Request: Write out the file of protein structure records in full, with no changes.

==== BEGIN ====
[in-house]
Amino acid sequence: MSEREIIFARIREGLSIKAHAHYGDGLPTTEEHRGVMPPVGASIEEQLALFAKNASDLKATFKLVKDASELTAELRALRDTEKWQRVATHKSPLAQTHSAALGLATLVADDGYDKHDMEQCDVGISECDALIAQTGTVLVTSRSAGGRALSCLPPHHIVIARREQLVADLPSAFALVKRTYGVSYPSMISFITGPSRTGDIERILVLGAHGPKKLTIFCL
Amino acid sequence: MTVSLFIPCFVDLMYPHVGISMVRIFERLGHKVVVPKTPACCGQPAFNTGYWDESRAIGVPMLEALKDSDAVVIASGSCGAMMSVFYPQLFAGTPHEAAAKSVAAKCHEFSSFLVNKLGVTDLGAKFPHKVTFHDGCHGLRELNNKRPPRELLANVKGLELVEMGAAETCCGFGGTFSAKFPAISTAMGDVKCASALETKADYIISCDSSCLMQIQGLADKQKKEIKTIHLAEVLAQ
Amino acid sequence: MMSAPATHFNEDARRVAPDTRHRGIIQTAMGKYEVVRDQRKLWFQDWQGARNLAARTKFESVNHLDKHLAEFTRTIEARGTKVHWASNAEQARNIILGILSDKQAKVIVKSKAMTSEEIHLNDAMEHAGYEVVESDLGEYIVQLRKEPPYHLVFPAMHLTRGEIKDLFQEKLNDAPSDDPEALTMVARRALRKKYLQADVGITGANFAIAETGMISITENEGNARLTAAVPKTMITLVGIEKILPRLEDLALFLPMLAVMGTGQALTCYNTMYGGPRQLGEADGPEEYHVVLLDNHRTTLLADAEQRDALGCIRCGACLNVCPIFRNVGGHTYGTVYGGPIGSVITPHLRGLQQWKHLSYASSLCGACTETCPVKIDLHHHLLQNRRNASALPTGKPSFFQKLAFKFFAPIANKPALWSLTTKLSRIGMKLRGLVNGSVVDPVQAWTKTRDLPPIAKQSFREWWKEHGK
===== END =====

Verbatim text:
[in-house]
Amino acid sequence: MSEREIIFARIREGLSIKAHAHYGDGLPTTEEHRGVMPPVGASIEEQLALFAKNASDLKATFKLVKDASELTAELRALRDTEKWQRVATHKSPLAQTHSAALGLATLVADDGYDKHDMEQCDVGISECDALIAQTGTVLVTSRSAGGRALSCLPPHHIVIARREQLVADLPSAFALVKRTYGVSYPSMISFITGPSRTGDIERILVLGAHGPKKLTIFCL
Amino acid sequence: MTVSLFIPCFVDLMYPHVGISMVRIFERLGHKVVVPKTPACCGQPAFNTGYWDESRAIGVPMLEALKDSDAVVIASGSCGAMMSVFYPQLFAGTPHEAAAKSVAAKCHEFSSFLVNKLGVTDLGAKFPHKVTFHDGCHGLRELNNKRPPRELLANVKGLELVEMGAAETCCGFGGTFSAKFPAISTAMGDVKCASALETKADYIISCDSSCLMQIQGLADKQKKEIKTIHLAEVLAQ
Amino acid sequence: MMSAPATHFNEDARRVAPDTRHRGIIQTAMGKYEVVRDQRKLWFQDWQGARNLAARTKFESVNHLDKHLAEFTRTIEARGTKVHWASNAEQARNIILGILSDKQAKVIVKSKAMTSEEIHLNDAMEHAGYEVVESDLGEYIVQLRKEPPYHLVFPAMHLTRGEIKDLFQEKLNDAPSDDPEALTMVARRALRKKYLQADVGITGANFAIAETGMISITENEGNARLTAAVPKTMITLVGIEKILPRLEDLALFLPMLAVMGTGQALTCYNTMYGGPRQLGEADGPEEYHVVLLDNHRTTLLADAEQRDALGCIRCGACLNVCPIFRNVGGHTYGTVYGGPIGSVITPHLRGLQQWKHLSYASSLCGACTETCPVKIDLHHHLLQNRRNASALPTGKPSFFQKLAFKFFAPIANKPALWSLTTKLSRIGMKLRGLVNGSVVDPVQAWTKTRDLPPIAKQSFREWWKEHGK